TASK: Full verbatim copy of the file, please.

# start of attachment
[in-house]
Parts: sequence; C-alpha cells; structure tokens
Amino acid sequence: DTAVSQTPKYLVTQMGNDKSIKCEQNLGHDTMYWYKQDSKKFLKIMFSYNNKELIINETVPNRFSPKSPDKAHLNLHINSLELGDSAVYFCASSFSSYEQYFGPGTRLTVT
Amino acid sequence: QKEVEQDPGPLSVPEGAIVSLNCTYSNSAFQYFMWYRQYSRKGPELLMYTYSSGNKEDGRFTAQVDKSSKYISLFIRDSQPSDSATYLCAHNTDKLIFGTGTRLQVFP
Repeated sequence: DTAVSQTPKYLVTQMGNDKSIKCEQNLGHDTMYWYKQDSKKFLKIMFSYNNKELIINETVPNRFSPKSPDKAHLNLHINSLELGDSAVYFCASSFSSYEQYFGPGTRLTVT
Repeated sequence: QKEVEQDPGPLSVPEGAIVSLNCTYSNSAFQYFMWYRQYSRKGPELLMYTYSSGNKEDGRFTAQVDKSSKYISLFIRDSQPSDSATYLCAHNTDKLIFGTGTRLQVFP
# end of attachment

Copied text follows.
[in-house]
Parts: sequence; C-alpha cells; structure tokens
Amino acid sequence: DTAVSQTPKYLVTQMGNDKSIKCEQNLGHDTMYWYKQDSKKFLKIMFSYNNKELIINETVPNRFSPKSPDKAHLNLHINSLELGDSAVYFCASSFSSYEQYFGPGTRLTVT
Amino acid sequence: QKEVEQDPGPLSVPEGAIVSLNCTYSNSAFQYFMWYRQYSRKGPELLMYTYSSGNKEDGRFTAQVDKSSKYISLFIRDSQPSDSATYLCAHNTDKLIFGTGTRLQVFP
Repeated sequence: DTAVSQTPKYLVTQMGNDKSIKCEQNLGHDTMYWYKQDSKKFLKIMFSYNNKELIINETVPNRFSPKSPDKAHLNLHINSLELGDSAVYFCASSFSSYEQYFGPGTRLTVT
Repeated sequence: QKEVEQDPGPLSVPEGAIVSLNCTYSNSAFQYFMWYRQYSRKGPELLMYTYSSGNKEDGRFTAQVDKSSKYISLFIRDSQPSDSATYLCAHNTDKLIFGTGTRLQVFP